Am I making any sense at all?

You are to me.

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Posted: 13 June 2008 11:38 AM   [ Ignore ]   [ # 38 ]
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Doug,

Thanks for your response, I have heard the name Spinoza but was not sure of his theories.  I would agree that his definition of God made him an atheist. 

It’s always been an interesting question to me as to whether someone believes God is living entity or not.  If living, it would imply an eventual end (by that I mean anything living could be killed even if it were very difficult) and may tend to make him part of the universe rather than above it or could prove Nietzsche correct.  If however, He is not living then it seems strange that He displays emotion or could send a son to teach people about the Gospel.  Further, if not living, how could something non-living assign values such as good and evil.  How can something non-living have concern about another?

[ Edited: 13 June 2008 11:47 AM by JRM5001 ]
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Posted: 13 June 2008 02:26 PM   [ Ignore ]   [ # 39 ]
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PLaClair - 12 June 2008 02:20 PM


George Carlin might say that people think they need a place to put their stuff.


LOL please don’t get me started on George Carlin, that guy as far as I am concerned is TNT in human form (to GC fans, I am weid in the way I compliment sometimes I admit, but I meant that as a compliment), and I agree with your guess, it makes sense though it feels bad to sound like I am siding against RedCrayon, since he/she seems to be non-hostile person.

redcrayon - 12 June 2008 05:59 PM

daisy, i see what you mean with the complication part…. today i was thinking about that and PLaClairs responses of mixing “mystic ideas” with the reality of the world.  now i’m thinking that it doesn’t matter really what i think about “god” in terms of my actions.  because if i met someone who was a really nice person, and they were helpful and thoughtful of their actions towards others and not imposing of their ideas, what does it matter if they think that, let’s say, there is a big invisible rabbit behind pluto that we all go eat delicious pizza with when we die?  so between myself and this pluto rabbit pizza person, we should be understanding of what it is useful to be agreeing about.

I see but there still is a danger in there since one can only imagine what this false perception will end up evolving into as far as that person’s actions are concerned down the road. Lots of mental patients can occasionally be ‘helpful and thoughtful’,  that doesn’t mean they can be counted on when it comes to handling certain matters.

as for the perceived self stuff, that is something that i think about to understand my life through different perspectives.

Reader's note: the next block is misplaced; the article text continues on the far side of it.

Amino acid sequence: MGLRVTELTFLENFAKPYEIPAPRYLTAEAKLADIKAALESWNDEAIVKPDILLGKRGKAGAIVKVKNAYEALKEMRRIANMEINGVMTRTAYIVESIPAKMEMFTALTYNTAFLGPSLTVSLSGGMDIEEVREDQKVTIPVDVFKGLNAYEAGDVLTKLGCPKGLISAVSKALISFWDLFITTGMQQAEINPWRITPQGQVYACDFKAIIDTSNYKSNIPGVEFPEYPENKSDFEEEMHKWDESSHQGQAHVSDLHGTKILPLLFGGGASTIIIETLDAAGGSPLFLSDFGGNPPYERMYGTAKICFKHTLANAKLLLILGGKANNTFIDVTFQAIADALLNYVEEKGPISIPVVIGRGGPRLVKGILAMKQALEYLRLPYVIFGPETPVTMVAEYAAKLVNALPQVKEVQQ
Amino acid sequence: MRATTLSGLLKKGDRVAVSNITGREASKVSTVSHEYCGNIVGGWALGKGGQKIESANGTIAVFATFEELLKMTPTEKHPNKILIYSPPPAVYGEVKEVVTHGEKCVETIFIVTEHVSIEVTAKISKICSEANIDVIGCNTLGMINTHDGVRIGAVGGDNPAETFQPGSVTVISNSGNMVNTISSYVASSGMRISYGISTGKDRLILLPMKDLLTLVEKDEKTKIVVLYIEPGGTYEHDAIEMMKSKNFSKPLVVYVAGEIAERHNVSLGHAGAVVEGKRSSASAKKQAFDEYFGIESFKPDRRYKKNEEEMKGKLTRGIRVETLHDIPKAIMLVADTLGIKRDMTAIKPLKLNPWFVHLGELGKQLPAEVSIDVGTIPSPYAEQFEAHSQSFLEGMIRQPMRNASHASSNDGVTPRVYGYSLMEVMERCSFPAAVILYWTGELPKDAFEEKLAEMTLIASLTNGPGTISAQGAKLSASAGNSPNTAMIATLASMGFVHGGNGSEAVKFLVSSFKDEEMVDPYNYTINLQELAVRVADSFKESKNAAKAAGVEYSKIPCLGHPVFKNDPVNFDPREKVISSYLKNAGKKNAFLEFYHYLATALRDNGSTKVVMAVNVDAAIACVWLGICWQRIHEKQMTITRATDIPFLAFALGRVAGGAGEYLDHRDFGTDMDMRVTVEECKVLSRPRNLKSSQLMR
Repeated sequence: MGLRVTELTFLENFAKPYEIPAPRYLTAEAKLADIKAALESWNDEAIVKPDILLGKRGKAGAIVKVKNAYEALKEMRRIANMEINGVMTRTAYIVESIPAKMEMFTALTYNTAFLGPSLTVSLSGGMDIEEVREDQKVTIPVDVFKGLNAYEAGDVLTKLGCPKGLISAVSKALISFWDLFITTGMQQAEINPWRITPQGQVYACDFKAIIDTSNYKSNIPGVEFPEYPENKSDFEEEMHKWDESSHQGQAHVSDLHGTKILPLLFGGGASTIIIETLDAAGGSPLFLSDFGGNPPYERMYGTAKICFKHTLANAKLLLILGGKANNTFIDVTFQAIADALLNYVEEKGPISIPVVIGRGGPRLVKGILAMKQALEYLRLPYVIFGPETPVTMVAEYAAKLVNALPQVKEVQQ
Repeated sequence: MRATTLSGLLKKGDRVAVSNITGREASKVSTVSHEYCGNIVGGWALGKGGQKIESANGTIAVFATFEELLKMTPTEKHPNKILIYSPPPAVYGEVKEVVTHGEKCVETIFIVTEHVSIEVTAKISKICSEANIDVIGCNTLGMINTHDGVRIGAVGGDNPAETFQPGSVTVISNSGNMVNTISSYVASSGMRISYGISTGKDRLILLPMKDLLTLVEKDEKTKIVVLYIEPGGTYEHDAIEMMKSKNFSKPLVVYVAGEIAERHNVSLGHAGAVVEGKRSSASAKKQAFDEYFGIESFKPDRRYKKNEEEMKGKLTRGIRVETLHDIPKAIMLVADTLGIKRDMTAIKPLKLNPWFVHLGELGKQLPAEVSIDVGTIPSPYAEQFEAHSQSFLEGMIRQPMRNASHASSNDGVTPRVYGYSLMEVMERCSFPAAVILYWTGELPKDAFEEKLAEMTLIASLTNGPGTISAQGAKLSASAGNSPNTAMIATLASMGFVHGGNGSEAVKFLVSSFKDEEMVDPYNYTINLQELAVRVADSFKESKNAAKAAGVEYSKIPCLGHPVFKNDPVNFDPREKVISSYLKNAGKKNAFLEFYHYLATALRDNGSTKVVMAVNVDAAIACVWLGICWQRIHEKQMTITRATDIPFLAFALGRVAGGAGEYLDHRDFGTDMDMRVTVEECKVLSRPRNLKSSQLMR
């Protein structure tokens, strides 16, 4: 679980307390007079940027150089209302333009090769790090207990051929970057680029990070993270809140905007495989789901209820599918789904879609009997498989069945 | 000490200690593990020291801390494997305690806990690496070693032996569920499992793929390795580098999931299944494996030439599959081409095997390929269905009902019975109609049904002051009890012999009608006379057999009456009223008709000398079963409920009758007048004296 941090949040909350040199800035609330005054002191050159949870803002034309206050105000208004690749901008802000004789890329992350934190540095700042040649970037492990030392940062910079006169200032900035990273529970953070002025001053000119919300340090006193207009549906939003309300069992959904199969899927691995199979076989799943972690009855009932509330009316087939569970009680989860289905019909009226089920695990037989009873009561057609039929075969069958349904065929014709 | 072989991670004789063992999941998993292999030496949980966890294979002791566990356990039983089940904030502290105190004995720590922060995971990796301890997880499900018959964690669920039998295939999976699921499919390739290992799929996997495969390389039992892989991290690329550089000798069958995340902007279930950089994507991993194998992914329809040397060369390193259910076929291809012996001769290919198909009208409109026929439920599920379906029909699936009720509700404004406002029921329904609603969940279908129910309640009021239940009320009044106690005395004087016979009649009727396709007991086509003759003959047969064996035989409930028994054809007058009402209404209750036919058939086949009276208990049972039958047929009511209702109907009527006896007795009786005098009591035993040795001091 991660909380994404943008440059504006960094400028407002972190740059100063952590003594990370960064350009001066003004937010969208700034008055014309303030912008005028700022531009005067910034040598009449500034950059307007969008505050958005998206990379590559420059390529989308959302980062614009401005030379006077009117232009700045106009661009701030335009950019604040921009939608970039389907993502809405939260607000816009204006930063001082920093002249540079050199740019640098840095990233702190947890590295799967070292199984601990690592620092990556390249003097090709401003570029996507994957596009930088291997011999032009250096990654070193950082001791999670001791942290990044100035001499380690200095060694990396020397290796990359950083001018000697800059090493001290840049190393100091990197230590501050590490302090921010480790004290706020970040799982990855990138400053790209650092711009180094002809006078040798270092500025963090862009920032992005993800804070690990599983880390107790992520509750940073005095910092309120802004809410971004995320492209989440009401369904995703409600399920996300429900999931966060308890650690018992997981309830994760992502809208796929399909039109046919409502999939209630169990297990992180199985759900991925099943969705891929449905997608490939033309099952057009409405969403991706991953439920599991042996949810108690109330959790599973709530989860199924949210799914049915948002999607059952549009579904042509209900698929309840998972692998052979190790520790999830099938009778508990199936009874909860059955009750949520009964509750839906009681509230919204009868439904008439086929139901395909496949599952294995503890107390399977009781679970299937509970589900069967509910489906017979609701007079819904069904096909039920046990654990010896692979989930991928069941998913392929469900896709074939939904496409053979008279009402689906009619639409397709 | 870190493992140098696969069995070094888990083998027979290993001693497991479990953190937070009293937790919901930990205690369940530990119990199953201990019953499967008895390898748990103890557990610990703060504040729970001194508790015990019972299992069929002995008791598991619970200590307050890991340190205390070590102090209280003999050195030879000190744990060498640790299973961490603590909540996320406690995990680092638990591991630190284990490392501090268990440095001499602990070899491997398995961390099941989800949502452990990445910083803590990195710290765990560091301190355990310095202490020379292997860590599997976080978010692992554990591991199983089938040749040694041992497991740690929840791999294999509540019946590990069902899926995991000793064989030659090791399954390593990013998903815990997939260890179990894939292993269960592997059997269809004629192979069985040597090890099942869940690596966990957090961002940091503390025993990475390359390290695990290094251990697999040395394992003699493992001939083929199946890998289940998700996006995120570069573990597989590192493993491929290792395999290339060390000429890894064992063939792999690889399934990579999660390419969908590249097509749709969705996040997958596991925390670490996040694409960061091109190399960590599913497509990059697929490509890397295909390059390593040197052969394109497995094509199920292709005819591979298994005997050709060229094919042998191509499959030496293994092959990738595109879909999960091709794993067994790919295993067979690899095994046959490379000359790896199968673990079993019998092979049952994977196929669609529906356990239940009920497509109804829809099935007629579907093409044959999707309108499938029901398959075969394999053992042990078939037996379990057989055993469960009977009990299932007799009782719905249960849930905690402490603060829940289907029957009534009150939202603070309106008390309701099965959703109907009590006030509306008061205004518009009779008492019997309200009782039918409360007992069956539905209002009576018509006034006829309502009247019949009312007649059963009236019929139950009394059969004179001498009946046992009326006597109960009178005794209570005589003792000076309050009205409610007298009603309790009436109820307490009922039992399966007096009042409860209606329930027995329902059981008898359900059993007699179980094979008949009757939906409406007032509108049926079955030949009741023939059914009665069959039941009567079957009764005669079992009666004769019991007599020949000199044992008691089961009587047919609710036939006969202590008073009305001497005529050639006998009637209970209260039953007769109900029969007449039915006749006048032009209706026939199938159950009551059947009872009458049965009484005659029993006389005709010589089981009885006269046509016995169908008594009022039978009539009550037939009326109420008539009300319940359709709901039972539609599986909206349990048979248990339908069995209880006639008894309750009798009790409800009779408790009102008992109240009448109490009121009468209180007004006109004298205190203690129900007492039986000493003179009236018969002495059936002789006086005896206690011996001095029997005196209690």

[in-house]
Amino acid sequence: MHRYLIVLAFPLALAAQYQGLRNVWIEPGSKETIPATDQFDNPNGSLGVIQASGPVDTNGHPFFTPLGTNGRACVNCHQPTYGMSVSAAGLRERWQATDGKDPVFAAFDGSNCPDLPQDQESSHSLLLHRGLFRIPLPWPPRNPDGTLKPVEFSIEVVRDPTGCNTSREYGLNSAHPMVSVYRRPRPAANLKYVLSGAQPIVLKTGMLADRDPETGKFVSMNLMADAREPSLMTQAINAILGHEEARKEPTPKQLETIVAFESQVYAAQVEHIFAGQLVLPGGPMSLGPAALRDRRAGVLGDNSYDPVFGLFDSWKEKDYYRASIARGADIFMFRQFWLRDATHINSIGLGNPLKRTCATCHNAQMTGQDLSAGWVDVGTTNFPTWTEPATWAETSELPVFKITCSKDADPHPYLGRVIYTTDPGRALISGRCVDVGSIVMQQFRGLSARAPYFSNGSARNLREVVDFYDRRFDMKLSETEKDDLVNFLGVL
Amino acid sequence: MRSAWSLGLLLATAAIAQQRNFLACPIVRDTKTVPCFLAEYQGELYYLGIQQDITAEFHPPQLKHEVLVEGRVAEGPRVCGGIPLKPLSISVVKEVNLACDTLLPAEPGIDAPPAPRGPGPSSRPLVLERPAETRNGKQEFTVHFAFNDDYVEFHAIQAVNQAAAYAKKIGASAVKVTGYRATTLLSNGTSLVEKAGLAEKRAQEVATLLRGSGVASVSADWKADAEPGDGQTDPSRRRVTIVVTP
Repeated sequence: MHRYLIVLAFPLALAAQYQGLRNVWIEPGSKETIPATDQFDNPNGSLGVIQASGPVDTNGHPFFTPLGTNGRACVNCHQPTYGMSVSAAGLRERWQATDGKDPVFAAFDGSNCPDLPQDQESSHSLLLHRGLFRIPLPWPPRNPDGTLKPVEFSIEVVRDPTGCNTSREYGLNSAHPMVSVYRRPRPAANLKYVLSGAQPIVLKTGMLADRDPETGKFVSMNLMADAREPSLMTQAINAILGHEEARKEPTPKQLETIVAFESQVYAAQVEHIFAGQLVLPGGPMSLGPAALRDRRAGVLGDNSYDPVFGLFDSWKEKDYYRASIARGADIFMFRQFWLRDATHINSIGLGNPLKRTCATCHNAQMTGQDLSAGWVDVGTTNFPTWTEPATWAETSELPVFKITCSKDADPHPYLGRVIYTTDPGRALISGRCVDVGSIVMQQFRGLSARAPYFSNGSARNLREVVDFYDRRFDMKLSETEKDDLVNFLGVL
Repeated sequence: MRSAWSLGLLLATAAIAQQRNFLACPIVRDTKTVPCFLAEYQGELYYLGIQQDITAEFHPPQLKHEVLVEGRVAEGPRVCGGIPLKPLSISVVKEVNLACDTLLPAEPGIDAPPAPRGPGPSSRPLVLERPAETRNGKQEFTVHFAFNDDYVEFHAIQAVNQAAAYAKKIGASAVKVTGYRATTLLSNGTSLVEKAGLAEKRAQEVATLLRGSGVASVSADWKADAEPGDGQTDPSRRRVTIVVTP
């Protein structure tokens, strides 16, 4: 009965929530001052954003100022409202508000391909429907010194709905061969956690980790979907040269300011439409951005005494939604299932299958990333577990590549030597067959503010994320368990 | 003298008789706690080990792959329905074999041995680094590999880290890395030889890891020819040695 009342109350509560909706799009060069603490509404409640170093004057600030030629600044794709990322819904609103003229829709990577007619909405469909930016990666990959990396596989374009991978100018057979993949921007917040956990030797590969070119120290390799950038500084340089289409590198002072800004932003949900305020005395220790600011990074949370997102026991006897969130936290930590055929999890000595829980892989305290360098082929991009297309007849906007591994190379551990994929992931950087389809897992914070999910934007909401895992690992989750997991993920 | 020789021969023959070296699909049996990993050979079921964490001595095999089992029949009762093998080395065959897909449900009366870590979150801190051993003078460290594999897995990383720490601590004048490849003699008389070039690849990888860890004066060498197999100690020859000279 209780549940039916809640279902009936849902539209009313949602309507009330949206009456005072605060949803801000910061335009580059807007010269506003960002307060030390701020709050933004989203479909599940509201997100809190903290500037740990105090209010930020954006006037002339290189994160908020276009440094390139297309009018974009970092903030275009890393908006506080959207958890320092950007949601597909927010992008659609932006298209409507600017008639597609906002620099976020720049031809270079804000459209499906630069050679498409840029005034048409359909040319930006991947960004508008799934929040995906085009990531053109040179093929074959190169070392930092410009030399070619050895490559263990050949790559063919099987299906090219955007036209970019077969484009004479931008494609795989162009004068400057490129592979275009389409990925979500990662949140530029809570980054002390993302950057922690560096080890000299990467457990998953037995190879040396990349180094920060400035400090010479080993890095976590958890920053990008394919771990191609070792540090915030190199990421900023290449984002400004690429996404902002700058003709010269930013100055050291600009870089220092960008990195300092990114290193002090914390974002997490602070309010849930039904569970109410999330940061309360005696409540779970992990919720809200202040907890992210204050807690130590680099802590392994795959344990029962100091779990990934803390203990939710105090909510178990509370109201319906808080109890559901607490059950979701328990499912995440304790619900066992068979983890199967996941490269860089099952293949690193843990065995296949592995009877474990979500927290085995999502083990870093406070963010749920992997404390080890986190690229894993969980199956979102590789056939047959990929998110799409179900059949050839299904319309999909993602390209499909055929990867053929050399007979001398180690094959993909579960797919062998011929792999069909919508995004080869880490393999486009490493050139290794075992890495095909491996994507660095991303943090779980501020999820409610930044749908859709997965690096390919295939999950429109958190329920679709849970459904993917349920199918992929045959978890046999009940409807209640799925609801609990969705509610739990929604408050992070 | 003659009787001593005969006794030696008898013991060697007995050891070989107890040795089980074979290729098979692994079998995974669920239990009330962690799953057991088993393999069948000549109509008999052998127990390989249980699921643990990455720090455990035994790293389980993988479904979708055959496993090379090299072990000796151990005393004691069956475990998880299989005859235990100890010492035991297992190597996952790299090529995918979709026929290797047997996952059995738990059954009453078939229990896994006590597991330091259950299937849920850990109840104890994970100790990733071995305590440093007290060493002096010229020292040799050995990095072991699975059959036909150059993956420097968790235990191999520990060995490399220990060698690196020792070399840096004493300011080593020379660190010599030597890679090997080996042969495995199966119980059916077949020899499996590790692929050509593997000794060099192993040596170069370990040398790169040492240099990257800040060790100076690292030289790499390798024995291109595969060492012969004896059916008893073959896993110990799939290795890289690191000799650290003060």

the first perspective you need to take into account when it comes to assessing your ‘self’ is your own, you seem to be blurry with it for the time being, and consequently you are not in position to even be concerned with the others. Beside, your perception of yourself is what you’re supposed to relate to since it is the closest to you of them all, and the one you will most likely identify with. If you cannot anchor it, don’t try to anchor the others. 

i would say that the main influences for those ideas are anthropology and hindu philosophies.  In anthropology, broadly speaking, a persons identity and actions are seen through the lens of how those things are shaped by culture ie, i go to college because that is a measure of success(if you are familiar with anthropology forgive me i’m not trying to teach you anything just get through my ideas).  so i might have thoughts about what i want to do, but perhaps that thought is only the product of cultural influences and that there is a better action.  hindu philosophies will say that the entire world is an illusion, and that what we perceive are only waves on a vast ocean…if you concentrate only on the waves, you miss the vastness of the rest of the ocean.  so it’s not so much saying my physical self is an illusion, or that i might not actually be here, (i haven’t read anything on that type of metaphysical philosophies so if you could suggest something in that department i would be interested to read it) but more about my perceived identity…i guess a follow up question would be (under the assumption of discounting metaphysical ideas) “if a persons identity is created by a combination of nature and nurture, then where does self identity come from?”

edit-  if a person’s self is created by a combination of nature and nurture, is there anything that is truly “me” other than my individual body?


you didn’t answer my question about fasting. In posting you need to be able to mean what you say and say what you mean. Both of your posts indicate that you don’t.

Mriana - 12 June 2008 10:05 PM
Daisy - 12 June 2008 01:00 PM
redcrayon - 10 June 2008 02:48 PM

So does this sound like Agnosticism? Humanism? Hinduism?  I think my basic ideas are not logically unsound but where to go from here as far as day to day practice and long terms goals as to how I should live my life in accordance with my views of existence?  Does atheism/agnosticism/humanism have set principles without a god in the traditional western monotheistic interpretation or should it be a choosing of the truest elements of any religion?